Tag Archives: facebook

Social Media and the Death of the Web (Morning Musings 9/27/14)

Dan Mitchell 1977 Website Screenshot
Dan Mitchell 1977 Website Screenshot *

How many of us have considered the ways in which popular social media services — which admittedly are hugely appealing in many ways  — are doing an effective job of killing the world wide web and undoing the early promise that it offered of direct and open access, along with visibility proportionate to quality, and critical disintermediation?

A few years back there was this astonishing, exciting, powerful, accessible thing called the world wide web, on which virtually anyone could share their story, their creative work, their business — and we saw the beginnings of the great disintermediation as boundaries were broken and the middlemen who had stood between content producers and consumers began to disappear. This was a world filled with promise. Those who produced valuable and interesting content (as differentiated from those who simply channeled it) could connect directly with a world of people who found that content compelling, and those looking for content could easily find it and follow it. Word got around, and it did so fairly directly, with little or no intermediation by those who had controlled traditional media.

Social media applications are seductive things, especially during their start-up phase, when the typical approach has involved giving away (or at least appearing to give away) a great deal of access by means of what seem like very open platforms. In fact, many who jumped onto these platforms early on did manage to leverage their initial power to their advantage. However, virtually without exception, these applications have morphed in directions that do not enable our own control over what we see and who we connect to, but which instead take control out of our hands and begin to determine for us what we will see, most often based on generating advertising revenue — a old model that takes us back to (to coin a term) nondisintermediation. Continue reading Social Media and the Death of the Web (Morning Musings 9/27/14)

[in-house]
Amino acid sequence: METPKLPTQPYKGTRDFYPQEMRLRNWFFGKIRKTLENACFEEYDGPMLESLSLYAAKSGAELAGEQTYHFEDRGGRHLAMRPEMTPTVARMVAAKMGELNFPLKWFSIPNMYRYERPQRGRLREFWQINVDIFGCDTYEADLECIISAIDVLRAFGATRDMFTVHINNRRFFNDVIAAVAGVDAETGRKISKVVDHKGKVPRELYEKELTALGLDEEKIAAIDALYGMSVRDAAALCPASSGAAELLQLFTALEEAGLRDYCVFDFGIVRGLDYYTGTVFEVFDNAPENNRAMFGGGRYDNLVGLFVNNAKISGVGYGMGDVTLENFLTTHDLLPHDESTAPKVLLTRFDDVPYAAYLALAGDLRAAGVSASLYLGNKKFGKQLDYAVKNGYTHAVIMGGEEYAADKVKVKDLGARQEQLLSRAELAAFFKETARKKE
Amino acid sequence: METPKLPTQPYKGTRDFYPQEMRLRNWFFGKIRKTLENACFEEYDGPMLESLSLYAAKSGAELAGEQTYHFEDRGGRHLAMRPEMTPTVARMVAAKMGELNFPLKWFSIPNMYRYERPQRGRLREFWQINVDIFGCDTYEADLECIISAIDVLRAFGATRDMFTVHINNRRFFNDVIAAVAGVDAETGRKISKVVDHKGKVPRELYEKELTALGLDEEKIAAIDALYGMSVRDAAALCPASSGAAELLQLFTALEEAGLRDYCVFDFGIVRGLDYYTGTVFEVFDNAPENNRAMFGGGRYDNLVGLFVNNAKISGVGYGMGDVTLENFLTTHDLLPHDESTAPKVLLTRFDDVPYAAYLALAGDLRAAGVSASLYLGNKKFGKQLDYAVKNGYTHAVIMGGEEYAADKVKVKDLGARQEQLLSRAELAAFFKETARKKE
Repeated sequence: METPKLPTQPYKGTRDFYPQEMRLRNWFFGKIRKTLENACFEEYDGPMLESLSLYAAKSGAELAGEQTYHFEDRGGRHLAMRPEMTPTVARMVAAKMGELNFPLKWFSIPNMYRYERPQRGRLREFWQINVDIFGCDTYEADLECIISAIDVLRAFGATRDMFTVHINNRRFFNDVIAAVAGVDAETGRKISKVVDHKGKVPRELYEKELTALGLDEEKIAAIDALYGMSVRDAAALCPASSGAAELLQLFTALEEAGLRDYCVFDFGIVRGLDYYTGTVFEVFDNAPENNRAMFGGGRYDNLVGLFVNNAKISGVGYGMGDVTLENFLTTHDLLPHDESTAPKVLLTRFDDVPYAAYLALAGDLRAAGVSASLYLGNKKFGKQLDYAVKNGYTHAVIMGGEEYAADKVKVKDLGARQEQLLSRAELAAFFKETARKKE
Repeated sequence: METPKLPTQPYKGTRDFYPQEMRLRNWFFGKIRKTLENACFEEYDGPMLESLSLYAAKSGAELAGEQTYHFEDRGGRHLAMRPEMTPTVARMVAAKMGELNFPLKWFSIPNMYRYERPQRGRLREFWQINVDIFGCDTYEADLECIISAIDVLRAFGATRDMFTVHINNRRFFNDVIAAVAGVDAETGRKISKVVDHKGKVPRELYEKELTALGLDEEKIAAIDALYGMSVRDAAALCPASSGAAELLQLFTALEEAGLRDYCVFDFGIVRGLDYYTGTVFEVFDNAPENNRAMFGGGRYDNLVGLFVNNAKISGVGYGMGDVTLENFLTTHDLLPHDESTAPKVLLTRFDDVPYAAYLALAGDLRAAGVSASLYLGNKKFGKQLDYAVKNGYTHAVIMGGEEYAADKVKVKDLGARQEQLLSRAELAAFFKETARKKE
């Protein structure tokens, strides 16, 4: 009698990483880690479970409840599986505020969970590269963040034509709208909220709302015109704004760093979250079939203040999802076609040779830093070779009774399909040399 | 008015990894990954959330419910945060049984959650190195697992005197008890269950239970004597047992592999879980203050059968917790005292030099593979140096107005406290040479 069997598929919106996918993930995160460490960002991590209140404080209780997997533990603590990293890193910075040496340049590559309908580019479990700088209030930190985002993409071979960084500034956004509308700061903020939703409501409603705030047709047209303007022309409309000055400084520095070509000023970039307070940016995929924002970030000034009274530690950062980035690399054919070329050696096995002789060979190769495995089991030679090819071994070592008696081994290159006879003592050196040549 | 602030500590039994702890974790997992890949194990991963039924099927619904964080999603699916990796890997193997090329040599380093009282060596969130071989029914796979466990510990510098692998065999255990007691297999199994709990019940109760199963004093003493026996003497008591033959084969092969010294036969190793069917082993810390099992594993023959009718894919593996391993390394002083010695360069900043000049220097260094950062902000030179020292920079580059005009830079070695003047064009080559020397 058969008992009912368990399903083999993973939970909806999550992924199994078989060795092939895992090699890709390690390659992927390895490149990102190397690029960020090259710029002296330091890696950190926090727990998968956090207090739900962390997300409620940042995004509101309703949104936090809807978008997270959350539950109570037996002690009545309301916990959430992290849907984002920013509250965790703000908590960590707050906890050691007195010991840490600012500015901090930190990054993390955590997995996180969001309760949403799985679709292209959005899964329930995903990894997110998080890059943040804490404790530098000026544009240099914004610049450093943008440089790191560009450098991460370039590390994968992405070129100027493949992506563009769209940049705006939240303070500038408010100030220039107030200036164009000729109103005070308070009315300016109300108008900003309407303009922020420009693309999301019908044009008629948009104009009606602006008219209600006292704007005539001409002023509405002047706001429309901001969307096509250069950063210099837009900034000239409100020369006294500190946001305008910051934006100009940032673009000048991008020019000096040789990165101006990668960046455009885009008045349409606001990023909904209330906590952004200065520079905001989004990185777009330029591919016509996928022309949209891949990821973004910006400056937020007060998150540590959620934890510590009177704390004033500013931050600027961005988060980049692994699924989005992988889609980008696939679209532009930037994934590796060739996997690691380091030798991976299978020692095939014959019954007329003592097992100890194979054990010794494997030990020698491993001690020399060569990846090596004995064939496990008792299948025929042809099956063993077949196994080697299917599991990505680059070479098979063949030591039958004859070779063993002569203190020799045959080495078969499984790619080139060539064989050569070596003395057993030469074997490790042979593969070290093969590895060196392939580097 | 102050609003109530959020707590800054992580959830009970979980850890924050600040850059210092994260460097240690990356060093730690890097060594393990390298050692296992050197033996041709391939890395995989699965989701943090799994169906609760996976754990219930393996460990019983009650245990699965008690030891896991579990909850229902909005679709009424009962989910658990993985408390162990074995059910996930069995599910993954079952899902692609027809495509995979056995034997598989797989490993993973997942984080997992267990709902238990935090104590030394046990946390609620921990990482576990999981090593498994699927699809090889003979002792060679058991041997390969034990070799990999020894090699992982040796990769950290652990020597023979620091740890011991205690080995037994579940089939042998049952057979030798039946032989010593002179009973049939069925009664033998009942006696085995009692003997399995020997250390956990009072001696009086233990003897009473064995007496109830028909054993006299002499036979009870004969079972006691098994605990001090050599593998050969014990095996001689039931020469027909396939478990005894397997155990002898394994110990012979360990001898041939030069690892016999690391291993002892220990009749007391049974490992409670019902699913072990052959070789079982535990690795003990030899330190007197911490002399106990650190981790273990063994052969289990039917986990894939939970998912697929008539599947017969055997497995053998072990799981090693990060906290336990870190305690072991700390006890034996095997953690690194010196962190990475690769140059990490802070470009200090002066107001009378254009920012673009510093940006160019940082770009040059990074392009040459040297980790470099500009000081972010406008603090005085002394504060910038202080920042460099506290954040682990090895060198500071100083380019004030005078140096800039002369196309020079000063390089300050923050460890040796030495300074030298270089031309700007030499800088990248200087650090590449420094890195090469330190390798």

A Little Story About Posting Daily Photographs

First, why the heck do I post a new photograph every day?! I have been doing this now for more than five  years, believe it or not. (I don’t know for certain when I started, but by dividing the number of photographs in my online gallery by 365, it looks like it may have been almost seven years now!) I have no illusions that it is possible for me to post something close to an incredible photograph 365 times each year, so for this purpose I’ll settle for merely credible! One impetus for this project probably comes from my background in music, where practice is regarded as central to developing and maintaining the ability to function artistically – and a goal is to do the thing so regularly and so often that the doing becomes almost intuitive and the technical stuff becomes less and less daunting – though it never quite disappears. So my daily photographs are essentially the part of my “practice” that I’ve chosen to make public.

Since I’m almost continually producing new photographs – continuing down familiar paths and trying to improve the results or trying things that are new to me – I generate a lot of photographs. My primary goal is to line them up for posting at the blog on that new-photo-per-day basis. I often have at least some photographs ready to go and queued up for posting well ahead of time.